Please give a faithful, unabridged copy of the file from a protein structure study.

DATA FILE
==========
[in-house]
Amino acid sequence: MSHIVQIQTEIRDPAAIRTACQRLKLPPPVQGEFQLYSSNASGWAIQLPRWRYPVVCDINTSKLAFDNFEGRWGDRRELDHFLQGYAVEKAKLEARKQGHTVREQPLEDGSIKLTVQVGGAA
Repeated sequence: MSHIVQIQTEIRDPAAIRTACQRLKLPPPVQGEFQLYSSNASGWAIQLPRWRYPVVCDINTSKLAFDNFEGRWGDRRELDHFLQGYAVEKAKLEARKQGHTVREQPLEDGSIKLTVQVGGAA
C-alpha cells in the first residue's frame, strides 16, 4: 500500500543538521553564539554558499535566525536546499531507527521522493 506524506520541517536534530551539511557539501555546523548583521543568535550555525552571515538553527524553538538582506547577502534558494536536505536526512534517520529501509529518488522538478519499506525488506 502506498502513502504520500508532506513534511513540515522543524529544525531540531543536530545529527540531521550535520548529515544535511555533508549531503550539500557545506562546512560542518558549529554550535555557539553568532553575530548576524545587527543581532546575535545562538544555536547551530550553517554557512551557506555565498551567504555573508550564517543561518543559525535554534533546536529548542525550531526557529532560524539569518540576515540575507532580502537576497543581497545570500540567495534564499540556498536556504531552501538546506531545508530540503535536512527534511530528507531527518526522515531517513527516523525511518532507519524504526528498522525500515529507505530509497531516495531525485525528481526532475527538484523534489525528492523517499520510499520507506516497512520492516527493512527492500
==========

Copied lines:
[in-house]
Amino acid sequence: MSHIVQIQTEIRDPAAIRTACQRLKLPPPVQGEFQLYSSNASGWAIQLPRWRYPVVCDINTSKLAFDNFEGRWGDRRELDHFLQGYAVEKAKLEARKQGHTVREQPLEDGSIKLTVQVGGAA
Repeated sequence: MSHIVQIQTEIRDPAAIRTACQRLKLPPPVQGEFQLYSSNASGWAIQLPRWRYPVVCDINTSKLAFDNFEGRWGDRRELDHFLQGYAVEKAKLEARKQGHTVREQPLEDGSIKLTVQVGGAA
C-alpha cells in the first residue's frame, strides 16, 4: 500500500543538521553564539554558499535566525536546499531507527521522493 506524506520541517536534530551539511557539501555546523548583521543568535550555525552571515538553527524553538538582506547577502534558494536536505536526512534517520529501509529518488522538478519499506525488506 502506498502513502504520500508532506513534511513540515522543524529544525531540531543536530545529527540531521550535520548529515544535511555533508549531503550539500557545506562546512560542518558549529554550535555557539553568532553575530548576524545587527543581532546575535545562538544555536547551530550553517554557512551557506555565498551567504555573508550564517543561518543559525535554534533546536529548542525550531526557529532560524539569518540576515540575507532580502537576497543581497545570500540567495534564499540556498536556504531552501538546506531545508530540503535536512527534511530528507531527518526522515531517513527516523525511518532507519524504526528498522525500515529507505530509497531516495531525485525528481526532475527538484523534489525528492523517499520510499520507506516497512520492516527493512527492500